Let’s get this out of the way up front: I’m a believer in a player’s right to transfer and therefore, all things considered, I’m a transfer portal proponent. I’m not a Neanderthal that thinks a commitment to a college should be a contract that indentures a player to one school for four or five years.
I’ve often told my podcast partner, Casey Cregan, players should be treated like any other college student. I mean, no one tried to stop me from transferring and, given my grade point average, I’m pretty sure they would’ve endorsed it.
Now that that’s clear, let’s speak a truth: The transfer portal could very well be hurting more players than it’s helping.
Of course, I don’t know this for a fact, but we can look at the data and make reasonable assumptions, can we not? The fact is, the number of players going into the portal and the numbers coming out make a pretty good argument that the portal is chewing players up and not spitting them out to other teams.
Admittedly, my research is not scientifically based and each player is a unique story. But looking at the quarterbacks who’ve entered the portal from January 1, 2021 through May 31, 2021, per 247sports, I found some alarming numbers. At least they’re alarming to me, but not many other college football fans appear to care.
I decided to focus on quarterbacks, because the overall number of players in the portal is overwhelming, I have a day job and quite simply everybody needs a quarterback. Or two.
Surely, there’s an incredibly hot market for these guys, right? Not really.
True, there’s no Justin Fields, JT Daniels or D’Eriq King in this group, but a funny thing happened on the way to a new school and the fast lane to “the league”. No one called.
Sixty-two (62) QBs entered the portal during the above time frame and the vast majority – 42 – were rated as 3 stars coming out of high school, as are the majority of quarterbacks that are recruited out of high school.
I focused on the 3 stars here because a) they’re the majority and b) you can pretty much guarantee they were on scholarship as opposed to the 2 and 0 stars.
Of the 42 three star quarterbacks that entered the portal through May, 19 have found teams. Of those 19, 2 went back to their original teams, and that means 17 of 40 have found new teams.
I’m not good at math, but I believe that means 57.5% are still in the portal for varying lengths of time, one since January 12th.
Makes you wonder what percentages for the other positions look like. You know, the lesser important positions in college football.
Twenty-three quarterbacks theoretically (or literally) gave up scholarships to places like Cal-Berkeley (3 of them!) and Vanderbilt to transfer to….well, no where.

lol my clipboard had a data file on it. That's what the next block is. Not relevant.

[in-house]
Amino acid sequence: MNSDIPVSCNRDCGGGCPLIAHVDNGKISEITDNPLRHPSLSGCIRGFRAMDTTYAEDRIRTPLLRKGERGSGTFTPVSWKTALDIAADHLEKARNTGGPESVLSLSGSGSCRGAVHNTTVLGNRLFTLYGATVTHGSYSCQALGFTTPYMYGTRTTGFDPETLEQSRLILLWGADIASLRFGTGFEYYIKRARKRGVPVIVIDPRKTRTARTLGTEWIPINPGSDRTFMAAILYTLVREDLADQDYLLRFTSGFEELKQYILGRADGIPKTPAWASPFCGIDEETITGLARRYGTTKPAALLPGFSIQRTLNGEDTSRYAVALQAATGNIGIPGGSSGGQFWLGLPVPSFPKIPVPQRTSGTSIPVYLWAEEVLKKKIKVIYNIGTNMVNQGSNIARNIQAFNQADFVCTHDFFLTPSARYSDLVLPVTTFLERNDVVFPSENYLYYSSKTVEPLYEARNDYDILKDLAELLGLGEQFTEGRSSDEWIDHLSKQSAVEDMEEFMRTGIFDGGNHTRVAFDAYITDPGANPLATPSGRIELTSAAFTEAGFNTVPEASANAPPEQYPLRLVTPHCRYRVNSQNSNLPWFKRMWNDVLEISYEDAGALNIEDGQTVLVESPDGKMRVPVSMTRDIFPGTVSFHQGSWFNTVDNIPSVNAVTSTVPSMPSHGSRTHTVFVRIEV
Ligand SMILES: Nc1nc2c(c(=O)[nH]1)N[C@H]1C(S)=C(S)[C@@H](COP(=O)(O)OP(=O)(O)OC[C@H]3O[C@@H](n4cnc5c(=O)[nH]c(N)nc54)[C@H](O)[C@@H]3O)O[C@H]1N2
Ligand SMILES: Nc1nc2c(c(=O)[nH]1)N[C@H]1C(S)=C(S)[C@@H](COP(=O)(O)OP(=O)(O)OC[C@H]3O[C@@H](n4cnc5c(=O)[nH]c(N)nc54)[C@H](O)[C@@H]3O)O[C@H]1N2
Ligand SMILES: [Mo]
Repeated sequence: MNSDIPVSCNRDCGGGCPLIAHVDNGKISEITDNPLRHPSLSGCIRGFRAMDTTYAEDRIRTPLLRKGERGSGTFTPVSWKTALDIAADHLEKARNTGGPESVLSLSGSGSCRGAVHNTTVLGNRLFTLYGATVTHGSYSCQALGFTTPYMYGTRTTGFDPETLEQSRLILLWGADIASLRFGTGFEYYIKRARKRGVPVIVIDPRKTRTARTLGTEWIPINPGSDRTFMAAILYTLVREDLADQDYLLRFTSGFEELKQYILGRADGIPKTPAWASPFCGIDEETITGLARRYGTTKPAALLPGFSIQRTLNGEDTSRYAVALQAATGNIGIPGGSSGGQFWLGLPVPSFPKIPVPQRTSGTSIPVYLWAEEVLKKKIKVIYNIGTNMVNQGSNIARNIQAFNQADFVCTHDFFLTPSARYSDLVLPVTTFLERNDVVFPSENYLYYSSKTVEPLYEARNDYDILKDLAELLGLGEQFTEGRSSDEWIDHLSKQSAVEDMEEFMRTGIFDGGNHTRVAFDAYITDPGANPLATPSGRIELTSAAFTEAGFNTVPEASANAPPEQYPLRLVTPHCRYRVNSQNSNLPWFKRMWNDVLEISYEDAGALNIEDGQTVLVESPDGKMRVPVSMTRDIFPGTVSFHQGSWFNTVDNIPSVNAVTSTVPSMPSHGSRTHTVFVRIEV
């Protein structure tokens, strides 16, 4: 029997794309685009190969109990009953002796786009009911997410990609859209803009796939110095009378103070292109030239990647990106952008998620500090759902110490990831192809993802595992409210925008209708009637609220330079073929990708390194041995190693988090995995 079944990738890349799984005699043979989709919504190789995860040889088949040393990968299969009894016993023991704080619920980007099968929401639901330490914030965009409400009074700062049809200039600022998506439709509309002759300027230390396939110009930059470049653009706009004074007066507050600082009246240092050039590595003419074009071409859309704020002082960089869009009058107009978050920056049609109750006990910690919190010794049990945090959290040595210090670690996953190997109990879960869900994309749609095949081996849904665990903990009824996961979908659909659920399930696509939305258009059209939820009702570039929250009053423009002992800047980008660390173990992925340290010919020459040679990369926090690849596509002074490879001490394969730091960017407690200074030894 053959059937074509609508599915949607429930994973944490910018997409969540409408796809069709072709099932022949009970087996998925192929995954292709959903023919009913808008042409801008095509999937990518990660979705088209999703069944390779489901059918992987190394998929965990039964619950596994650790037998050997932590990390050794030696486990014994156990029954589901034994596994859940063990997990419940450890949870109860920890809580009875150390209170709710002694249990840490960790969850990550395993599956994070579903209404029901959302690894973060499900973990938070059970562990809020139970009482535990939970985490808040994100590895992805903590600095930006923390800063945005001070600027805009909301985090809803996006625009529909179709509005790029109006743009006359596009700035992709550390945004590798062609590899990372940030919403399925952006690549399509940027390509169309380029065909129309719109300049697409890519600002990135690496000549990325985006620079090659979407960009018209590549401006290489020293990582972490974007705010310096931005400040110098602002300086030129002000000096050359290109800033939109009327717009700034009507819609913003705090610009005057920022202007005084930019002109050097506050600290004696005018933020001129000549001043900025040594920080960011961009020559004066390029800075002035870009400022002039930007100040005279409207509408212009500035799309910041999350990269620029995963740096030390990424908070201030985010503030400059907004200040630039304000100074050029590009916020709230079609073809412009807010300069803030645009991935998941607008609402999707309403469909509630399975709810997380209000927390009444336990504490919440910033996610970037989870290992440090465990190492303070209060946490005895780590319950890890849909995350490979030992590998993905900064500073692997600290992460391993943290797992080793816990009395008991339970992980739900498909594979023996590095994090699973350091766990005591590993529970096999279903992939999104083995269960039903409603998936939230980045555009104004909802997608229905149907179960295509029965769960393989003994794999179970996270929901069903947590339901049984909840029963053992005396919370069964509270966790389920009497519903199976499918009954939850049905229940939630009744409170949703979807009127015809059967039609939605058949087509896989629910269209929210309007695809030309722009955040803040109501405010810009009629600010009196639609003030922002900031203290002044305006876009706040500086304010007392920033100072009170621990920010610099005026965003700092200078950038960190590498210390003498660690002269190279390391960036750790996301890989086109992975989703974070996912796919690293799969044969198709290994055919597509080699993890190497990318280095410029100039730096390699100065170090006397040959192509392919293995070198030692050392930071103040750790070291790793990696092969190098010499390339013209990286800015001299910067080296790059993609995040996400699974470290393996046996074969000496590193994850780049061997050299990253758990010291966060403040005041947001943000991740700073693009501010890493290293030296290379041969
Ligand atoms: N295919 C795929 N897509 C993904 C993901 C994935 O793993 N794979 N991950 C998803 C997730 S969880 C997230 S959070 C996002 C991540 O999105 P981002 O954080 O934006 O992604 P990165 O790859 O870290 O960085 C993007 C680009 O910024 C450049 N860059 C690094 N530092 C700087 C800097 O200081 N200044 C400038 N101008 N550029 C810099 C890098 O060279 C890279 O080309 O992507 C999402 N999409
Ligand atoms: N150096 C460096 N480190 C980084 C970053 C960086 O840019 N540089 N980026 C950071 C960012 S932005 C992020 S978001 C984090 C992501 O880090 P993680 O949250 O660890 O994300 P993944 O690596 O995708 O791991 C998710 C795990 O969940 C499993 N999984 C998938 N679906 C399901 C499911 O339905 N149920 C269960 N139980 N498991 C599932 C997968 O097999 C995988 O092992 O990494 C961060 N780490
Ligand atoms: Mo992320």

At least not yet. And it’s mid-June.
This is the part of the portal that few talk about. Oh, we’re all over Justin Fields to Ohio State and JT Daniels to Georgia, yet we say nothing about guys giving up scholarships for maybe an eternity in the portal.
It’s almost like they don’t matter and are collateral damage.
It’s usually at this point that many say, “Yeah, but they can go back to the same school if they want.” Maybe. Maybe not. The fact is only 3 of the 62 (4.8%) have done so to date and from what I’ve been able to track down a school is only required to provide benefits through the semester in which the player enters the portal. After that there are no guarantees. (Happy to be corrected on this if you can provide info)
There’s a myriad of reasons for players entering the portal other than playing time and perhaps some of these guys would rather walk on or not play football than be a backup with little to no playing time (Austin Kendall).
That’s fine. But that’s not how it’s being sold. It’s sold as “Go somewhere you can play and make the league.”
What the majority of the players, even quarterbacks, are getting is left without a team and/or scholarship.
The good news is I’m of the belief that this will eventually work itself out in the years to come as players begin to understand that the grass is not always greener. But until then, it’s the Wild West and it’s going to be a tough life lesson for many of the non-blue chippers with big dreams and about a 60% chance of not getting a scholarship to another college.
In seeking more playing time, some have maneuvered themselves out of any playing time and maybe a college education.
In the end, players have the right to move. But just because they have that right, doesn’t mean it should always be exercised or it’s always the right or best thing to do.
I realize that the 3 quarterbacks who transferred from Cal since January may have other reasons for leaving. Maybe they weren’t happy in Berkeley and it’s not my place to say whether their decision is right or wrong.
But for every perfect ending like Fields, there’s 3 or 4 other guys who gave up a scholarship for a dream and maybe nothing else.
So while we’re celebrating the freedom of movement and opportunities presented to the few at the top of the food chain we need to remember there’s a cost to that freedom.
Right now that cost appears to be around 60%.